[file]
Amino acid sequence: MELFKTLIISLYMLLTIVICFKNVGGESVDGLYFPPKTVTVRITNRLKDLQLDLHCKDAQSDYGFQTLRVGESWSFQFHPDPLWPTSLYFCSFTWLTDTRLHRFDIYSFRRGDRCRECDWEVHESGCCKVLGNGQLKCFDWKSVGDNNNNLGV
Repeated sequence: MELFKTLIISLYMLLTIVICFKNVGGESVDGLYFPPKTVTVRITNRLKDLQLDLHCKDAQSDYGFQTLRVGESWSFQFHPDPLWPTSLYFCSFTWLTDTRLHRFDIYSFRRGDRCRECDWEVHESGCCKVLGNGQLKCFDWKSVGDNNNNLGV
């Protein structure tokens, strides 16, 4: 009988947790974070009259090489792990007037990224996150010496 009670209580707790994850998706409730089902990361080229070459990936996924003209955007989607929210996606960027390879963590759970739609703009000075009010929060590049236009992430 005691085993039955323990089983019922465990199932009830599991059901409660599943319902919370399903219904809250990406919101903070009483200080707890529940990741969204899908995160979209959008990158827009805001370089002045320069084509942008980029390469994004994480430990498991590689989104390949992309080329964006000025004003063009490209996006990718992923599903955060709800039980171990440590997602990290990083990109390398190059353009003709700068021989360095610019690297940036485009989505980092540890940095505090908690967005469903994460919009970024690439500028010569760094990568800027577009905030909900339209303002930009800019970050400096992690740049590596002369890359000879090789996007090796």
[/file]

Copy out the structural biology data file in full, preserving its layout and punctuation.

Amino acid sequence: MELFKTLIISLYMLLTIVICFKNVGGESVDGLYFPPKTVTVRITNRLKDLQLDLHCKDAQSDYGFQTLRVGESWSFQFHPDPLWPTSLYFCSFTWLTDTRLHRFDIYSFRRGDRCRECDWEVHESGCCKVLGNGQLKCFDWKSVGDNNNNLGV
Repeated sequence: MELFKTLIISLYMLLTIVICFKNVGGESVDGLYFPPKTVTVRITNRLKDLQLDLHCKDAQSDYGFQTLRVGESWSFQFHPDPLWPTSLYFCSFTWLTDTRLHRFDIYSFRRGDRCRECDWEVHESGCCKVLGNGQLKCFDWKSVGDNNNNLGV
């Protein structure tokens, strides 16, 4: 009988947790974070009259090489792990007037990224996150010496 009670209580707790994850998706409730089902990361080229070459990936996924003209955007989607929210996606960027390879963590759970739609703009000075009010929060590049236009992430 005691085993039955323990089983019922465990199932009830599991059901409660599943319902919370399903219904809250990406919101903070009483200080707890529940990741969204899908995160979209959008990158827009805001370089002045320069084509942008980029390469994004994480430990498991590689989104390949992309080329964006000025004003063009490209996006990718992923599903955060709800039980171990440590997602990290990083990109390398190059353009003709700068021989360095610019690297940036485009989505980092540890940095505090908690967005469903994460919009970024690439500028010569760094990568800027577009905030909900339209303002930009800019970050400096992690740049590596002369890359000879090789996007090796």